Santa Victoria Caves
From WikiPilipinas: The Hip 'n Free Philippine Encyclopedia
The Santa Victoria Caves are more than 12 Philippine limestone caves that are found in the foothills of the Sierra Madre Mountain Range. The caves are known for their beautiful and unusual rock formations, their sparkling rocks, and their subterranean waterfalls. They are also of archaeological significance as they are believed to have been occupied by the nomadic Agta or Dumagat people in the past. The caves are located within the Isabela Sanctuary, which is part of the Fuyot Springs National Park (FSNP) in Ilagan, Isabela. This area is included in the Palanan Wilderness Area or Northern Sierra Madre National Park in the province of Isabela in Cagayan Valley.
The Sta. Victoria Caves may be found together with a wildlife sanctuary, botanical garden, and waterfalls in the 200-hectare Isabela Sanctuary, which forms about a quarter of the 819-hectare FSNP in Fuyot, Santa Victoria. This area is located in the eastern part of Ilagan in Isabela, Cagayan Valley. Part of the municipality of Ilagan, the caves are just 15 kilometers away from the town proper of Ilagan and 19 kilometers away from the town of Tumauini.
 Geological features
The 2 distinctive geological features that the Sta. Victoria Caves are known for are their sparkling rocks can be found in the Sta. Victoria Caves. In addition, the caves are their naturally-formed lattices. Underground waterfalls can also be found in the Sta. Victoria Caves.
The local indigenous people known as the Agtas or Dumagats, a nomadic people, are believed to have used the Sta. Victoria Caves as shelter at one time. In modern times, the area came to be frequented by small game hunters as well as by spelunkers. In addition, kaingin grew rampant in the area surrounding the caves.
In recent times, the Sta. Victoria Caves and the area surrounding it have been undergoing improvement under the supervision of the local government of Isabela. This zone within the Fuyot Springs National Park, which includes forests and rivers as well as the caves, is now called the Isabela Sanctuary.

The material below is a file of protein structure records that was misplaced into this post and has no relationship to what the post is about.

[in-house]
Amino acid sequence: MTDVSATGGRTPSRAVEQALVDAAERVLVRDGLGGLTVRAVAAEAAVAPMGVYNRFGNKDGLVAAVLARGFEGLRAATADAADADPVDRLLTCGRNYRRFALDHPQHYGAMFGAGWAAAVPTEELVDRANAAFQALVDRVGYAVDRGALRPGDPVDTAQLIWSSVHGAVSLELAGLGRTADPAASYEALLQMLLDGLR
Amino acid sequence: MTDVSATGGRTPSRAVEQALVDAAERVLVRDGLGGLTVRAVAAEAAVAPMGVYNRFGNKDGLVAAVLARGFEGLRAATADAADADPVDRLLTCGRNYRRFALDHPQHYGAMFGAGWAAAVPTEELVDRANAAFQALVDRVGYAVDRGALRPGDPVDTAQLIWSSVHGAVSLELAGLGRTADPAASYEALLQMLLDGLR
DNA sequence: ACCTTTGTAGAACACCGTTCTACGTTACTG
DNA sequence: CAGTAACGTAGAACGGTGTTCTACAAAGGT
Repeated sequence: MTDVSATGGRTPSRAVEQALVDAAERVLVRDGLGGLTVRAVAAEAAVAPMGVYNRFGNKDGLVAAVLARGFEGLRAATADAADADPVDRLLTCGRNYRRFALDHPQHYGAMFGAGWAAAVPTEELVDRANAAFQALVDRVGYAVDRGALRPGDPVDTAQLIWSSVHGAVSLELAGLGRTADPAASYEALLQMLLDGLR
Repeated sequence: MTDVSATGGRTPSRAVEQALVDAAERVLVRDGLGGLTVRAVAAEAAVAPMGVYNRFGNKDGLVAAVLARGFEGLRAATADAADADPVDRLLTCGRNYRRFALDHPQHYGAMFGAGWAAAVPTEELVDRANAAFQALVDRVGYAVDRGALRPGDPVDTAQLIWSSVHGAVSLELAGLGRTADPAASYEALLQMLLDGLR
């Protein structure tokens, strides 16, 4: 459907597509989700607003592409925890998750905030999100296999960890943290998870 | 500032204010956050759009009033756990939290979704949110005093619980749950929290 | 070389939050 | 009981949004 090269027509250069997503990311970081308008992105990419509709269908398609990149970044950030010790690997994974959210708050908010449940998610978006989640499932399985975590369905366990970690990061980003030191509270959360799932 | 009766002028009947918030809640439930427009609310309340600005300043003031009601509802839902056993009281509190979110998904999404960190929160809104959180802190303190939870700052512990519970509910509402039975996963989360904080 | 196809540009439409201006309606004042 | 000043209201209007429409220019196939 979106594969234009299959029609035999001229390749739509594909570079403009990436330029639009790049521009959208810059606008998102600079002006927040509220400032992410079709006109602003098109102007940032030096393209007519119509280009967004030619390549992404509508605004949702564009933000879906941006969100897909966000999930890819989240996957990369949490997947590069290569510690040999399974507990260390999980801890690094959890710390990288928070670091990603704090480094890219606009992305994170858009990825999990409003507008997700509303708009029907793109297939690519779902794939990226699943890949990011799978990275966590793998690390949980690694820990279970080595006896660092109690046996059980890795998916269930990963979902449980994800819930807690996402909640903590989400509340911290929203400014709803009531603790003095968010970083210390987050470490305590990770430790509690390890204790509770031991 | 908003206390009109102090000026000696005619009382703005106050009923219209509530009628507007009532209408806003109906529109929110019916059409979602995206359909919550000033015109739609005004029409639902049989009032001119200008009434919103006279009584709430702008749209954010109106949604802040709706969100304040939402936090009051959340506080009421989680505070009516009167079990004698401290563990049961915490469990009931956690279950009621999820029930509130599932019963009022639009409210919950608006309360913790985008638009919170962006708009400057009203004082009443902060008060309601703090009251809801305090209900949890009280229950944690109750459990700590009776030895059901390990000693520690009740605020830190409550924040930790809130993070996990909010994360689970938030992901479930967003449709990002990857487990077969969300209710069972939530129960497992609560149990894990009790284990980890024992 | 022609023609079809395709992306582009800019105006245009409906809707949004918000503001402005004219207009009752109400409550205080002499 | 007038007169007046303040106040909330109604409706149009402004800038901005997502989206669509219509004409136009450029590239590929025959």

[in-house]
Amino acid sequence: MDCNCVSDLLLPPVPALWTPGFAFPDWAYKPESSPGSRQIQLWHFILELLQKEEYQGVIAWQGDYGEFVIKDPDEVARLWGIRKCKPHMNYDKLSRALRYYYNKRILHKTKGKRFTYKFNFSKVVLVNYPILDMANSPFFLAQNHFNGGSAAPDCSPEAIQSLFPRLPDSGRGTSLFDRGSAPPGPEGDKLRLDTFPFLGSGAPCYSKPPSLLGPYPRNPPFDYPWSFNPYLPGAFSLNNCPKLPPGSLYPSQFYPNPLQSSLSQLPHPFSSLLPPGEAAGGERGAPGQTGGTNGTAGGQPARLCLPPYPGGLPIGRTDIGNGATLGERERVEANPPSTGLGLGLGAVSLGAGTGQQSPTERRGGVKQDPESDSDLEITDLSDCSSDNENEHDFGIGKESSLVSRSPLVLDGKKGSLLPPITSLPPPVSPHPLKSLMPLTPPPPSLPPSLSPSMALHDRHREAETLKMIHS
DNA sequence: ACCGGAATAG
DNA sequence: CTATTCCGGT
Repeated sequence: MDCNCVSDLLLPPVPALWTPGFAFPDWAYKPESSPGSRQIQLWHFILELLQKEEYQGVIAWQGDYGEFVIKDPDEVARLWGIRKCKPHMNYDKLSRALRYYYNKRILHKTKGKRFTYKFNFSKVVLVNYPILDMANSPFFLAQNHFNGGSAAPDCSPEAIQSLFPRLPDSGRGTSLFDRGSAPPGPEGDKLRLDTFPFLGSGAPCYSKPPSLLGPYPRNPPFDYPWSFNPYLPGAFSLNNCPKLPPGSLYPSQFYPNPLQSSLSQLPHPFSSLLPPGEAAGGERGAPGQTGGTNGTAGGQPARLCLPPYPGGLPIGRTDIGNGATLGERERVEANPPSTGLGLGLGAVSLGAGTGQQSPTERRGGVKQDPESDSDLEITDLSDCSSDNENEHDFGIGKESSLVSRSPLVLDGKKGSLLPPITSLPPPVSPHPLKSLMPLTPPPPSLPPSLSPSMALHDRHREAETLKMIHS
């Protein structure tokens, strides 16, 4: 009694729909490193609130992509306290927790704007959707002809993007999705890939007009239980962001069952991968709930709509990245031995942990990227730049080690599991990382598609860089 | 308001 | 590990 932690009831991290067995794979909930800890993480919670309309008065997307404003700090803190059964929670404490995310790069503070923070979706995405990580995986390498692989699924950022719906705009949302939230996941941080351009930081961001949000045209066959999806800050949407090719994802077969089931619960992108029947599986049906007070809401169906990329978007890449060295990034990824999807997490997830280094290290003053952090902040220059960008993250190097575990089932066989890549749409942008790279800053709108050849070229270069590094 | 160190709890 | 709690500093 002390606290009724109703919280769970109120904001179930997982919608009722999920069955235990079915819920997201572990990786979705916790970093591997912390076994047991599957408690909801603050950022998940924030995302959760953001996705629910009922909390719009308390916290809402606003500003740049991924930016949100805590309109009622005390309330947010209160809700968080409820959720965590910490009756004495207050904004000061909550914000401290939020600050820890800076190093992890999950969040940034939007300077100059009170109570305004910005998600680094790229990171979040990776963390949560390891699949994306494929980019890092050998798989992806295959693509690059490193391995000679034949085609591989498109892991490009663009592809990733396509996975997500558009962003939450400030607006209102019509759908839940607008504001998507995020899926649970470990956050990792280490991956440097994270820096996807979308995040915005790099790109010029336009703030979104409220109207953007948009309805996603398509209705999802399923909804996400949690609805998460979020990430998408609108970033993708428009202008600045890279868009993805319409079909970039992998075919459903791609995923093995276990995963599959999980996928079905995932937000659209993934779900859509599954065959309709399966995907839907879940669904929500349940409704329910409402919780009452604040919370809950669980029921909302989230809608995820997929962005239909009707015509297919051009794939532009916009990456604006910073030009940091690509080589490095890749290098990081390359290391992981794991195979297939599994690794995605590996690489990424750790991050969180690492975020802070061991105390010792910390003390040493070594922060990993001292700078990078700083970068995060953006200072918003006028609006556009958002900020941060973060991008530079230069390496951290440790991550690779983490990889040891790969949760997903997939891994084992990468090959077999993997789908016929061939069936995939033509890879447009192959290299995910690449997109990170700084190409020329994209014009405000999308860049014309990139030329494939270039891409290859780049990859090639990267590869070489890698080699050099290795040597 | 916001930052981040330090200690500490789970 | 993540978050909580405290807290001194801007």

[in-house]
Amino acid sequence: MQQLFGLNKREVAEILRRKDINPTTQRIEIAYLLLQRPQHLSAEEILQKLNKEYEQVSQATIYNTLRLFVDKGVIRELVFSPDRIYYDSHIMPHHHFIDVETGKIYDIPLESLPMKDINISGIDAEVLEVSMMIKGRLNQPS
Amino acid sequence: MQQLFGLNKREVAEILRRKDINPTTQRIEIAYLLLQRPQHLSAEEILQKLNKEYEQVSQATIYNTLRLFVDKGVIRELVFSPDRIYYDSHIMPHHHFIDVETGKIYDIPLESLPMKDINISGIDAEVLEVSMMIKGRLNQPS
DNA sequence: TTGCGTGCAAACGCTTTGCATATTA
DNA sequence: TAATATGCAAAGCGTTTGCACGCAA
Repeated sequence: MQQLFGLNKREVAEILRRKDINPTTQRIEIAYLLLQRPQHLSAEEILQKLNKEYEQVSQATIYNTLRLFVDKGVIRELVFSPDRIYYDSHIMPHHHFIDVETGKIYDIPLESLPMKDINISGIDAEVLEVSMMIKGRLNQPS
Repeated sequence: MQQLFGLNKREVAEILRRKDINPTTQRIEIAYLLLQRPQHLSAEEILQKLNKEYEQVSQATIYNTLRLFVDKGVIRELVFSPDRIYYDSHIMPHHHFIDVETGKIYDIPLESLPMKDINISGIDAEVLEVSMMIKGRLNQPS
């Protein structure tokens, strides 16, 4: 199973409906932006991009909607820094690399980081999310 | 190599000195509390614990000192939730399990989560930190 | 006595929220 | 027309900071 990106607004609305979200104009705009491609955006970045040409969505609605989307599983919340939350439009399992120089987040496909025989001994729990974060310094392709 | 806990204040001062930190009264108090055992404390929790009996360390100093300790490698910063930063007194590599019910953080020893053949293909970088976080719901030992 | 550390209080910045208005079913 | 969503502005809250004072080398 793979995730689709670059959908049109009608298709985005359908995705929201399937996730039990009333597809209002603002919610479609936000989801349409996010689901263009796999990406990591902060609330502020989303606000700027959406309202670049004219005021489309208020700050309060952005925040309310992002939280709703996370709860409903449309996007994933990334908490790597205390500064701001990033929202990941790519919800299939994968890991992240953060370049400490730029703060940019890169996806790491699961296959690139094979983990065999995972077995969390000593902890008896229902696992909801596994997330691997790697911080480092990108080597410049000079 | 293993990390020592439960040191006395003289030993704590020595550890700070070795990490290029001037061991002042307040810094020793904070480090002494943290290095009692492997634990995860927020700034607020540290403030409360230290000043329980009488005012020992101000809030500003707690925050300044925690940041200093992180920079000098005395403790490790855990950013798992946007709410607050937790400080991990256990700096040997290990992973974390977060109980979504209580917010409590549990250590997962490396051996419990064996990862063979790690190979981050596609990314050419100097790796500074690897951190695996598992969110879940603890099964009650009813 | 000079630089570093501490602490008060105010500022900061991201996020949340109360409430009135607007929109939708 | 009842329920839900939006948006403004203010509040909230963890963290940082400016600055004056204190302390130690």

Brand new facilities have been constructed in the Isabela Sanctuary for the comfort and pleasure of tourists. Aside from simply exploring the Sta. Victoria Caves, there are opportunities for other activities in the Isabela Sanctuary. For one, it now features a sanctuary for endangered species and a botanical garden in addition to the caves. Tourists may also go white-water rafting, cycling, and horse-back riding here as well as trekking, spelunking, and mountain climbing throughout the area. Visitors can also go swimming in the basin of the Pinzal Falls within the sanctuary. There is also an Environmental School in the sanctuary where visitors may listen to lectures, get seedlings to plant, and receive certificates.
Most of these improvements were completed early in 2009.Under the initiative of Ilagan mayor Jose Marie L. Diaz, 28 non-government organizations that are based in the area signed a memorandum of agreement in 2009 in which they pledged to take responsibility for the maintenance, protection, preservation, and nurture of the environment covered by the Isabela Sanctuary. National and government agencies have also been rallied to aid in the conservation of the site.
- De Villa, Jill Gale. Luzon by Car. Quezon City: Devcon, 1985, p. 165.
- Department of Tourism. “The Philippines’ Ultimate Travel Guide for Isabela.” 
- Mayuga, Sylvia and Yuson, Krip. Insight Guides: Philippines, 7th ed. Singapore: APA Publications, 1988, p. 222.
- PIA Daily News Reader. “Isabela Sanctuary Nears Full Development and Rehabilitation.” In PIA.gov, March 11, 2009.